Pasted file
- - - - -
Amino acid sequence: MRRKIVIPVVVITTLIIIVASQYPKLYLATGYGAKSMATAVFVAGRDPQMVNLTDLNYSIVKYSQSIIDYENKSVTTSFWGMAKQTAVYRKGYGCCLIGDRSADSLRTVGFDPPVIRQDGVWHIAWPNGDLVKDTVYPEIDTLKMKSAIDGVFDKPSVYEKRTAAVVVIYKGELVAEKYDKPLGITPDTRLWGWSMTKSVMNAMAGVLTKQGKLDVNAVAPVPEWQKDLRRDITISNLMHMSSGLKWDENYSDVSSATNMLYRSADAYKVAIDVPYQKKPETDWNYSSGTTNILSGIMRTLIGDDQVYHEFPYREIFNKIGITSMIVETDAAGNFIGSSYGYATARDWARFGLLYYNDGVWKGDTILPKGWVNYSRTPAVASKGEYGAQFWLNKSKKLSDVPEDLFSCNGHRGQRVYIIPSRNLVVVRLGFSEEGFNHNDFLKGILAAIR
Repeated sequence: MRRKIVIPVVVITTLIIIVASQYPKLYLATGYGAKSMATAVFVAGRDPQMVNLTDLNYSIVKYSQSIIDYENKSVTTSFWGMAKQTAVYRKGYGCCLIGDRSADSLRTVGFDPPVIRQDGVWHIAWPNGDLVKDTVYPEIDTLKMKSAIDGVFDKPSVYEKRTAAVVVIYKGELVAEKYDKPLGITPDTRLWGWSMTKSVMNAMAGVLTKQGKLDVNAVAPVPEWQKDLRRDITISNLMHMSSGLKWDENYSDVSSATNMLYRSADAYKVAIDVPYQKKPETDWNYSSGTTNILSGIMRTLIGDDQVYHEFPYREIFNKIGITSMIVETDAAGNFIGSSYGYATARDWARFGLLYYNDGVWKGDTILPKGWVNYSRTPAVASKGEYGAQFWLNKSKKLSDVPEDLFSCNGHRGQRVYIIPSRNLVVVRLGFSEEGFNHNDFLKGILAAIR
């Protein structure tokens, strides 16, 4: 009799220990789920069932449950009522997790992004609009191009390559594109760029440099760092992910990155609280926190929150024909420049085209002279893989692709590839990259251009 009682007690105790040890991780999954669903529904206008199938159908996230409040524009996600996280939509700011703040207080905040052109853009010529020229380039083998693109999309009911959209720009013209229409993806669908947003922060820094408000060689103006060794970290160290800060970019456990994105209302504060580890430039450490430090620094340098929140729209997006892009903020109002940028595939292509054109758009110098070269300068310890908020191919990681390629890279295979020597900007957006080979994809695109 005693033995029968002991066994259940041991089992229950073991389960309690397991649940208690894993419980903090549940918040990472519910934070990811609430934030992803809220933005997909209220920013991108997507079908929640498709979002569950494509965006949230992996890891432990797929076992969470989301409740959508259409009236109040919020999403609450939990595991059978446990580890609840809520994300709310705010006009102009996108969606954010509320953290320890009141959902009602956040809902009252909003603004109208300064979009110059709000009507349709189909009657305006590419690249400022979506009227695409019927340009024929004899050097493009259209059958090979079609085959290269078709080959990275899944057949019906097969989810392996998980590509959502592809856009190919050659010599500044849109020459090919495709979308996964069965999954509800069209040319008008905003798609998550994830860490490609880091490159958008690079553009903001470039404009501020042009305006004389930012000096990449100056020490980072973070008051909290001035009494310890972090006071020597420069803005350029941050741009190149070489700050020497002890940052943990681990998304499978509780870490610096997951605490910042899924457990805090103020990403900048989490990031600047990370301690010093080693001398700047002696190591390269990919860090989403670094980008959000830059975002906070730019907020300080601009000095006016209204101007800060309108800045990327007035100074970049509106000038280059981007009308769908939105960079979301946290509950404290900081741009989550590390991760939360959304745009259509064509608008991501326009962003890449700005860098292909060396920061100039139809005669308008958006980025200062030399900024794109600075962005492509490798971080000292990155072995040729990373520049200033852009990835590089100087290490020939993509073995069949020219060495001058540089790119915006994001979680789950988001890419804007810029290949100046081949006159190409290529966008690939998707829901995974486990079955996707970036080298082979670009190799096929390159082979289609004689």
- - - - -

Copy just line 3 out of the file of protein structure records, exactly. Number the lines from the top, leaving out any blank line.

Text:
């Protein structure tokens, strides 16, 4: 009799220990789920069932449950009522997790992004609009191009390559594109760029440099760092992910990155609280926190929150024909420049085209002279893989692709590839990259251009 009682007690105790040890991780999954669903529904206008199938159908996230409040524009996600996280939509700011703040207080905040052109853009010529020229380039083998693109999309009911959209720009013209229409993806669908947003922060820094408000060689103006060794970290160290800060970019456990994105209302504060580890430039450490430090620094340098929140729209997006892009903020109002940028595939292509054109758009110098070269300068310890908020191919990681390629890279295979020597900007957006080979994809695109 005693033995029968002991066994259940041991089992229950073991389960309690397991649940208690894993419980903090549940918040990472519910934070990811609430934030992803809220933005997909209220920013991108997507079908929640498709979002569950494509965006949230992996890891432990797929076992969470989301409740959508259409009236109040919020999403609450939990595991059978446990580890609840809520994300709310705010006009102009996108969606954010509320953290320890009141959902009602956040809902009252909003603004109208300064979009110059709000009507349709189909009657305006590419690249400022979506009227695409019927340009024929004899050097493009259209059958090979079609085959290269078709080959990275899944057949019906097969989810392996998980590509959502592809856009190919050659010599500044849109020459090919495709979308996964069965999954509800069209040319008008905003798609998550994830860490490609880091490159958008690079553009903001470039404009501020042009305006004389930012000096990449100056020490980072973070008051909290001035009494310890972090006071020597420069803005350029941050741009190149070489700050020497002890940052943990681990998304499978509780870490610096997951605490910042899924457990805090103020990403900048989490990031600047990370301690010093080693001398700047002696190591390269990919860090989403670094980008959000830059975002906070730019907020300080601009000095006016209204101007800060309108800045990327007035100074970049509106000038280059981007009308769908939105960079979301946290509950404290900081741009989550590390991760939360959304745009259509064509608008991501326009962003890449700005860098292909060396920061100039139809005669308008958006980025200062030399900024794109600075962005492509490798971080000292990155072995040729990373520049200033852009990835590089100087290490020939993509073995069949020219060495001058540089790119915006994001979680789950988001890419804007810029290949100046081949006159190409290529966008690939998707829901995974486990079955996707970036080298082979670009190799096929390159082979289609004689």